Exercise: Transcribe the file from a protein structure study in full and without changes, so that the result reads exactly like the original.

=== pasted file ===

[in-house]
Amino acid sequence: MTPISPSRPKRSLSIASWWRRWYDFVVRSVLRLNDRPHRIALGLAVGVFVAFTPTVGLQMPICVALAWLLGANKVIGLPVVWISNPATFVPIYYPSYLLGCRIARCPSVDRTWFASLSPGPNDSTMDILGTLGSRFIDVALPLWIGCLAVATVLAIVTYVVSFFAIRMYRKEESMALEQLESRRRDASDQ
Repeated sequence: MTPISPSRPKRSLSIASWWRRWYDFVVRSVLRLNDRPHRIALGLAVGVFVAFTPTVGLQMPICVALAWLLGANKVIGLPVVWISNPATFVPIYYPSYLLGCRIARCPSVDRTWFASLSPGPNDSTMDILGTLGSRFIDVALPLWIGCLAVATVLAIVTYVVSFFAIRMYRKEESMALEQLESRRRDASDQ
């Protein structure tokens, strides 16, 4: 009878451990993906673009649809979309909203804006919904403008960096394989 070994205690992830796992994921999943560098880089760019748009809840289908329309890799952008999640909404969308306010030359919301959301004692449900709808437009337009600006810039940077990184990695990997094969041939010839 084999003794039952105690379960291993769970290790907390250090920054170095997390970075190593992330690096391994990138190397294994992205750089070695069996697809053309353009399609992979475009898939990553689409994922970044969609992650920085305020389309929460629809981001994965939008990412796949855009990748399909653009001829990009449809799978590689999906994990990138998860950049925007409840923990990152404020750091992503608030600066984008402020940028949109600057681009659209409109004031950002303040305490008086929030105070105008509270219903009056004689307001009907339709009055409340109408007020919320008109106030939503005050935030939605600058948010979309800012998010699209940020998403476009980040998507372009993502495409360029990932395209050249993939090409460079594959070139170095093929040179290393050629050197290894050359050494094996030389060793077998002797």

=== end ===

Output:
[in-house]
Amino acid sequence: MTPISPSRPKRSLSIASWWRRWYDFVVRSVLRLNDRPHRIALGLAVGVFVAFTPTVGLQMPICVALAWLLGANKVIGLPVVWISNPATFVPIYYPSYLLGCRIARCPSVDRTWFASLSPGPNDSTMDILGTLGSRFIDVALPLWIGCLAVATVLAIVTYVVSFFAIRMYRKEESMALEQLESRRRDASDQ
Repeated sequence: MTPISPSRPKRSLSIASWWRRWYDFVVRSVLRLNDRPHRIALGLAVGVFVAFTPTVGLQMPICVALAWLLGANKVIGLPVVWISNPATFVPIYYPSYLLGCRIARCPSVDRTWFASLSPGPNDSTMDILGTLGSRFIDVALPLWIGCLAVATVLAIVTYVVSFFAIRMYRKEESMALEQLESRRRDASDQ
């Protein structure tokens, strides 16, 4: 009878451990993906673009649809979309909203804006919904403008960096394989 070994205690992830796992994921999943560098880089760019748009809840289908329309890799952008999640909404969308306010030359919301959301004692449900709808437009337009600006810039940077990184990695990997094969041939010839 084999003794039952105690379960291993769970290790907390250090920054170095997390970075190593992330690096391994990138190397294994992205750089070695069996697809053309353009399609992979475009898939990553689409994922970044969609992650920085305020389309929460629809981001994965939008990412796949855009990748399909653009001829990009449809799978590689999906994990990138998860950049925007409840923990990152404020750091992503608030600066984008402020940028949109600057681009659209409109004031950002303040305490008086929030105070105008509270219903009056004689307001009907339709009055409340109408007020919320008109106030939503005050935030939605600058948010979309800012998010699209940020998403476009980040998507372009993502495409360029990932395209050249993939090409460079594959070139170095093929040179290393050629050197290894050359050494094996030389060793077998002797």